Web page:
Photo: How to clean paint brushes and dispose of paint

Store used paintbrushes in a sealed plastic bag in the freezer for up to a week or two. (Credit: Microsoft Images)

If you're using low- or no-VOC (volatile organic compound) paint, clean up is easy.

Latex paints are water based, so brushes come clean with a little eco-friendly dish soap and water. Oil-based or alkyd options will require paint thinner. If you're dealing with the latter, check hardware stores for less toxic thinners that contain citrus oil-based solvents.

If you're doing a multi-day job, don't wash your brushes or rollers at the end of each day. Wrap them in a plastic bag. They'll be fine until the next day. Stopping for longer than a day? Store the sealed plastic bag in the freezer for a week or two.

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Six tips to discard paint safely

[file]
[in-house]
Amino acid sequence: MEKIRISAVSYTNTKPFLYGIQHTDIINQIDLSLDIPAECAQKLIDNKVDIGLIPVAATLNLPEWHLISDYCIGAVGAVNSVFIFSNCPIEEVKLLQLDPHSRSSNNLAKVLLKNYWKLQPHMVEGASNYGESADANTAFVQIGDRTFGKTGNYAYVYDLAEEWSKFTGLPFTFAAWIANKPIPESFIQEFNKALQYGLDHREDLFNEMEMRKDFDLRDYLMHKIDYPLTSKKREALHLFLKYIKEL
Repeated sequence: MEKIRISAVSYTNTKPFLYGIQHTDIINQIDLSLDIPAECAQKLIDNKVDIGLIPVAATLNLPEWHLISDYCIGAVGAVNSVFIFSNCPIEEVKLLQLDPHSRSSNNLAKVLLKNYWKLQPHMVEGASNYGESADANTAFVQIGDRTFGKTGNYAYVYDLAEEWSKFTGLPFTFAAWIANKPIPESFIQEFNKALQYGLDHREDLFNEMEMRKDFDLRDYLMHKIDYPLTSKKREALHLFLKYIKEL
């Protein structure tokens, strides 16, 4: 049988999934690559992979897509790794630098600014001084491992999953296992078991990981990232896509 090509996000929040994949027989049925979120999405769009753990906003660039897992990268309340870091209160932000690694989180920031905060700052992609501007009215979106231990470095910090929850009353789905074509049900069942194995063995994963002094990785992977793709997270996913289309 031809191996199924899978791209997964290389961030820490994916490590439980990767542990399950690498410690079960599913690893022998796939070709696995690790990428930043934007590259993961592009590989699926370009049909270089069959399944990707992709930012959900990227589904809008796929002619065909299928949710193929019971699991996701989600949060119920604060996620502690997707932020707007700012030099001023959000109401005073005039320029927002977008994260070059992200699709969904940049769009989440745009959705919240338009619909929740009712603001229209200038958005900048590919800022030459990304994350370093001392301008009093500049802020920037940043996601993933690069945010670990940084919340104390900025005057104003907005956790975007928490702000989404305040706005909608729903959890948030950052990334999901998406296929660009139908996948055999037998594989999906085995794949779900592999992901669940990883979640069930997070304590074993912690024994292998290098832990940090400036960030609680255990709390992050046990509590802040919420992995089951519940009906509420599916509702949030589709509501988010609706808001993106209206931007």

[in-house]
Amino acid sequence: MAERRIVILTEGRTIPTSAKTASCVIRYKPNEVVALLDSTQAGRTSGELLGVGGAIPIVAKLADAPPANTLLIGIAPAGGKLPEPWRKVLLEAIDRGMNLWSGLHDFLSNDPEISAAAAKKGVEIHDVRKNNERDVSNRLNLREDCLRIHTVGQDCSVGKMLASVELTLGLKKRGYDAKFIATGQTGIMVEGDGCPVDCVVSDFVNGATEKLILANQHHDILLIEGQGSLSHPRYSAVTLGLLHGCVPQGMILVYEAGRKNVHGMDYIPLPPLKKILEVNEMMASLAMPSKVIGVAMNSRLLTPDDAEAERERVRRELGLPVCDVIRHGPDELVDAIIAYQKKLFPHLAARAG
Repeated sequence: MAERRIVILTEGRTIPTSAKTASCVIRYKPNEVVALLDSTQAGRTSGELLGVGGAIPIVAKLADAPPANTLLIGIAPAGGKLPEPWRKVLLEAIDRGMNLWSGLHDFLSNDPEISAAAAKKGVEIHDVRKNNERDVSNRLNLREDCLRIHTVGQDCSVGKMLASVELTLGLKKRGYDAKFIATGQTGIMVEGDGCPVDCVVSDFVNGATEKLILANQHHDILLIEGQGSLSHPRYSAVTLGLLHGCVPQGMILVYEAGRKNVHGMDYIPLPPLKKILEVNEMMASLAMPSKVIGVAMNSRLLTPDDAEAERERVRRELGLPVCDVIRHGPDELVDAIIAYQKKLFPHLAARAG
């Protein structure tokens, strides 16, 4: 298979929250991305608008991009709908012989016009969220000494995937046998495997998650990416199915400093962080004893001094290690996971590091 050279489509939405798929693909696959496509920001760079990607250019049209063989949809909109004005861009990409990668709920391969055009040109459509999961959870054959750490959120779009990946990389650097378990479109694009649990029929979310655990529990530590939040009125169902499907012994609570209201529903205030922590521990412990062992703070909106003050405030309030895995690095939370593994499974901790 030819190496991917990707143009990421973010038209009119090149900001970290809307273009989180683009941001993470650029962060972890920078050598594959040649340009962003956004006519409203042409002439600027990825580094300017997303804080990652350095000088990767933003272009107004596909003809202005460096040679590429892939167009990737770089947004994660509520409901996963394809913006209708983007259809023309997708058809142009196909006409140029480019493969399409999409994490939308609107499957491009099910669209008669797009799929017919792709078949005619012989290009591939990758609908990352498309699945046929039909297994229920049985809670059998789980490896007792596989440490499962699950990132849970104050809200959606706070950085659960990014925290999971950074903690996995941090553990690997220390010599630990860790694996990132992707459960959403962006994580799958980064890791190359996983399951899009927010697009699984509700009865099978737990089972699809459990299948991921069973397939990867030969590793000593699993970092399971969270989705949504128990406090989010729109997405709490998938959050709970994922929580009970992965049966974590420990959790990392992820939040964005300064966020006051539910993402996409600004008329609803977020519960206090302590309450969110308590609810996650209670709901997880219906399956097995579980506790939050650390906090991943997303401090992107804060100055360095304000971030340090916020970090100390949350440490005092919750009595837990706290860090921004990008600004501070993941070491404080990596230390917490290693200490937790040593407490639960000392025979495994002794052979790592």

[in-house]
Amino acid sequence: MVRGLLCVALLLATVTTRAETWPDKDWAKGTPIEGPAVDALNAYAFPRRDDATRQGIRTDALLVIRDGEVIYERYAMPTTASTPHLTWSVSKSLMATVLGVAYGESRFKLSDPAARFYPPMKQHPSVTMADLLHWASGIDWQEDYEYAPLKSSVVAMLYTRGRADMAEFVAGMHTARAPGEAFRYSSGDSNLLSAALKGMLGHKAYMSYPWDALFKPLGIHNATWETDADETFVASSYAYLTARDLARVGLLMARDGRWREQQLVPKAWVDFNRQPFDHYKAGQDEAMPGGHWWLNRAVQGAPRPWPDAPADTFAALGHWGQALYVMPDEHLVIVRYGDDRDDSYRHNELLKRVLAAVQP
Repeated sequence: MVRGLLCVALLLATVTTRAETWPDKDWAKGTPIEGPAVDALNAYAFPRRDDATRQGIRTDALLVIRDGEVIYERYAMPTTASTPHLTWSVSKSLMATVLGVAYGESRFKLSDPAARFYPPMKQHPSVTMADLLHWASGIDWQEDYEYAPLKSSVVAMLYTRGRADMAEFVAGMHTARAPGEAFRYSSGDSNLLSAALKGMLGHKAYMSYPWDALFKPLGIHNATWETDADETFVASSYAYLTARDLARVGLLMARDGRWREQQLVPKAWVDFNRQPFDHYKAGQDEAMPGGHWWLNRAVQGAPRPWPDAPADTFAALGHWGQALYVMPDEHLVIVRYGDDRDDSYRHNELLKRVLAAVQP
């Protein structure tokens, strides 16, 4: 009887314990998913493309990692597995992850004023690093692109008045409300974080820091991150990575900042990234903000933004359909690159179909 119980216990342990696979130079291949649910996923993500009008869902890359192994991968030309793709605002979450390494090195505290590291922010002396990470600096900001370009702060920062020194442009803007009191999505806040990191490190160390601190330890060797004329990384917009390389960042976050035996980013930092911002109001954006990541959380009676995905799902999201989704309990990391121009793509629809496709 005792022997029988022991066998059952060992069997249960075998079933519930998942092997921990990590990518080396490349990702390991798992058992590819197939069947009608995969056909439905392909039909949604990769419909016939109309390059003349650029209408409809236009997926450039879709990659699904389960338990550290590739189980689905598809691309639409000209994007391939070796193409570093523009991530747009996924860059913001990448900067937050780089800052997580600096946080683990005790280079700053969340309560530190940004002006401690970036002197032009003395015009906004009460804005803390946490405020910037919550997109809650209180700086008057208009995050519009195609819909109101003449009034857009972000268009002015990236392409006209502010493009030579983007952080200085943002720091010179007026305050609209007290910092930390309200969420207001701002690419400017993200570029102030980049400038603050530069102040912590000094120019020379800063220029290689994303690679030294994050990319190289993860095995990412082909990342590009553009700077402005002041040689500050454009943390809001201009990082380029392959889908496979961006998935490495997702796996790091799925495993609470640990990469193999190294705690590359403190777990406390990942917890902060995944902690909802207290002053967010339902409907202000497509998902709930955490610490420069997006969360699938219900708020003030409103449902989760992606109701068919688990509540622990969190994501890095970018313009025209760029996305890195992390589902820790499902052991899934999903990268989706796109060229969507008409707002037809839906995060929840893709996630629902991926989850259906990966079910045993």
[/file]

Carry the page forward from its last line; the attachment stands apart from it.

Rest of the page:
1. Never dispose of half-used paint cans in your household garbage where they could end up contaminating soil and waterways.
  2. Donate leftovers to a local paint exchange program. Recovery depots across Canada take deck paint, primers, wood stains, oils, and varnishes. Most, but not all, also accept empty paint cans.
  3. Nova Scotians can return leftover paint to any of the province's ENVIRO-DEPOT™ facilities, for free!
  4. Outside of Nova Scotia, see if your province belongs to ProductCare. They list recyclers and disposal drop-off depots for household paint and small appliances, pesticides, CFLs and more.
  5. Earth911 lists drop-off depots in Canada.
  6. Ask your paint retailer if they take back old paints for recycling.

And check store shelves for recycled paint products. Boomerang, for example, reclaims leftover paint and re-blends and reprocesses them to make a new product.

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